WINTERSVILLE - Zac Davis could barely contain his excitement when he made plans to attend the midnight screening of the "The Dark Knight Rises" last week.
He has always been a Batman fan and was enthusiastic about the latest series of Batman movies.
Zac and his girlfriend, Stephanie Ellingson, debated between two theaters in Aurora, Colo., but decided on the Century Aurora 16 movie complex, "because I was afraid the midnight showing might be sold out. I knew we could order tickets online for the Century theater."
A QUIET SURVIVOR — Zac Davis, a former Wintersville resident, sits in his family living room holding the family dog, Zoey, while flanked by his parents, Lynn and Michael Davis. The 27-year-old Catholic Central High School graduate was in the Aurora, Colo., movie theater last week when a lone gunman killed 12 people and wounded 58 additional victims. - Dave Gossett
Zac had moved to the Denver area nearly a year ago after his employer, Frontier Airlines, closed its operations in Pittsburgh.
He told the Herald-Star what happened next, "were the longest minutes of my life and the most terrifying night of my life."
"We got there early and I bought a $7 tub of popcorn because it was a long movie. Stephanie had several bottles of pop in her purse so we were set," related Zac, a 2003 Catholic Central High School graduate.
"It was a truly unique movie experience. People were excited about seeing the new Batman movie. They cheered the opening trailers and applauded the opening scenes where the movie introduces the new characters and sets the stage. I was so excited to see the movie that I kept patting my girlfriend's leg. I looked over at her and she smiled because she knew how long I had waited for this night. There were scenes filmed in Pittsburgh and my girlfriend asked me if a particular city scene was from Pittsburgh," said the 27-year-old.
"We walked into the left side of the theater and immediately turned and climbed the steps into the stadium seats because there were two single seats against the wall. In fact, we moved back one row because the railing was in the way of the screen," he added.
That decision may have saved Zac and Ellingson's lives 20 minutes later when a man later identified as James Holmes walked to the front of the theater, threw a gas canister into the crowd and started spraying stunned movie fans with bullets.
Twelve people were killed in the melee and 58 others were wounded.
"It all started during a quiet moment in the movie when Bruce Wayne was having a conversation with his butler. I saw the gas canister fly end over end through the air and first thought someone had blown up a balloon and then let it go. Then, when the shots started, I thought someone was setting off fireworks and I was annoyed," related Zac.
"But that's when people started screaming and diving to the floor. Stephanie and I sat in our seats for a moment because we were in shock. I pushed her to the floor and I crawled around her to peek out. Everyone was trying to hide behind the seats. That's when the tear gas started burning my eyes and nose. So I moved back next to Stephanie," commented Zac.
"After about 30 or 40 rounds, people started crawling to the exit. I pushed Stephanie up and told her to run. We ran for the exit at the top of the stadium seating. After we got outside, we ran for Stephanie's car and that's when I started to hear the fire alarm go off in the theater," he said.
"We went to my place and started looking for any news about the incident. No one had anything at first. So I called my parents and Stephanie called her dad in San Francisco and we told them they would hear about a shooting in Aurora. We were there, but we were fine. And I started texting my friends to tell them I was fine," related Zac.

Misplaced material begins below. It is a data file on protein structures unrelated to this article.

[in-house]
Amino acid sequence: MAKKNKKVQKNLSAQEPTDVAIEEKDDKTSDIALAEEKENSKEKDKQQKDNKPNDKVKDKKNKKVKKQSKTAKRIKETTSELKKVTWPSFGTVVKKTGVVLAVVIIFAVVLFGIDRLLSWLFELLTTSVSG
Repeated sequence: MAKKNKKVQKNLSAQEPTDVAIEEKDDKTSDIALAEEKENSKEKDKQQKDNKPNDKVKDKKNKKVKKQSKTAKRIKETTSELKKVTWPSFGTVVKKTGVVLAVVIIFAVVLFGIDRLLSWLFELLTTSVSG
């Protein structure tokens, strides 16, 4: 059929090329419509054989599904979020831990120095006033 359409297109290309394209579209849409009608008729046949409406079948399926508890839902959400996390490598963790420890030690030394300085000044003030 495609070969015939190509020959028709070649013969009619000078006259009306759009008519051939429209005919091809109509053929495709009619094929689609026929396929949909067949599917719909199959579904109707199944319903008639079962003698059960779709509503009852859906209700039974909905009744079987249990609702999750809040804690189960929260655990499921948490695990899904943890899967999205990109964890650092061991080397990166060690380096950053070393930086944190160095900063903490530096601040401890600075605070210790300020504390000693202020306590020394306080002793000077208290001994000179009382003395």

"I get angry when I think about the little girl who was shot. I wish I had been sitting in the front of the theater and could have done something to stop the gunman. When my parents came out I knew I had to get out of Denver for a few days so I could escape all of the news coverage and constant talk about the shooting. I feel I was very fortunate. I was lucky to not be shot," stated Zac.
According to his father, Michael, "the phone rang about 3:30 in the morning, so we knew something was wrong. Zac told us what happened, so we started watching television for some type of news. We finally saw a story on the 'Early Today' show. Zac slept for a couple hours and then called us back."
"He called back at 2 p.m. that day and that's when the emotions were in his voice. He asked if his mom or I could come out there so we both flew out Saturday," said Michael.
Zac returned to his Wintersville home Monday after his parents flew to Denver to "hug him and take care of him."
"The first time I cried after this tragedy was when I walked through the Denver airport and saw my mom and dad." noted Zac.
"As a mother, I just wanted to hug Zac. When we saw him at the airport I hugged him and cried," said Lynn Davis.
"I believe God put his hand over Zac and Stephanie that night and protected them," Michael declared.
"We went to the Sunday vigil at the Municipal Center and were very moved by the music, prayers and people there. When people started realizing Zac was a victim, too, they started putting their hands on him and praying for him," said Michael.
"Stephanie and I are attendants for Frontier Airlines. The airline has been great through all of this. I called in and said I didn't feel I could be responsible for myself much less an airplane full of people. I have been overwhelmed by the amount of support from everyone. I have asked people to please be patient. We are getting phone calls, text messages and Facebook messages. I will respond, but it will take a little time," declared Zac.
His parents attended a Catholic Mass Sunday morning in Denver.
"After the Mass I knelt down to pray a prayer of thanksgiving and all I could think of was, 'Thank you God. Thank you God' over and over," said Michael.